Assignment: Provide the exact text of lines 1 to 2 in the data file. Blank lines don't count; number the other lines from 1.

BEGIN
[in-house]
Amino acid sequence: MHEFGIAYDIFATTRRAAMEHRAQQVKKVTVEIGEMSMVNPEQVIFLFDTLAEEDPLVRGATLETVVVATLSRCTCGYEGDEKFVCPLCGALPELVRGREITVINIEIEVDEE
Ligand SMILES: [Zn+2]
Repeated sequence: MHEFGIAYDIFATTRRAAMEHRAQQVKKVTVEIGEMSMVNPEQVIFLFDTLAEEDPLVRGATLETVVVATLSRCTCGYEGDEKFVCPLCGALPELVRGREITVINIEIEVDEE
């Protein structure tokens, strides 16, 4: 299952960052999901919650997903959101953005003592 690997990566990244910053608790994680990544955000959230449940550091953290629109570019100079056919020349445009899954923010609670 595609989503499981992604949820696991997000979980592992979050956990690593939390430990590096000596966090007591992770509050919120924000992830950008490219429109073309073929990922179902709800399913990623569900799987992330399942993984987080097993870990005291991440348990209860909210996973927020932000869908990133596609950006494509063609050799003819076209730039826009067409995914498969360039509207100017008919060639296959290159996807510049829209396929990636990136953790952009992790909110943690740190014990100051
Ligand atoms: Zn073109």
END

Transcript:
[in-house]
Amino acid sequence: MHEFGIAYDIFATTRRAAMEHRAQQVKKVTVEIGEMSMVNPEQVIFLFDTLAEEDPLVRGATLETVVVATLSRCTCGYEGDEKFVCPLCGALPELVRGREITVINIEIEVDEE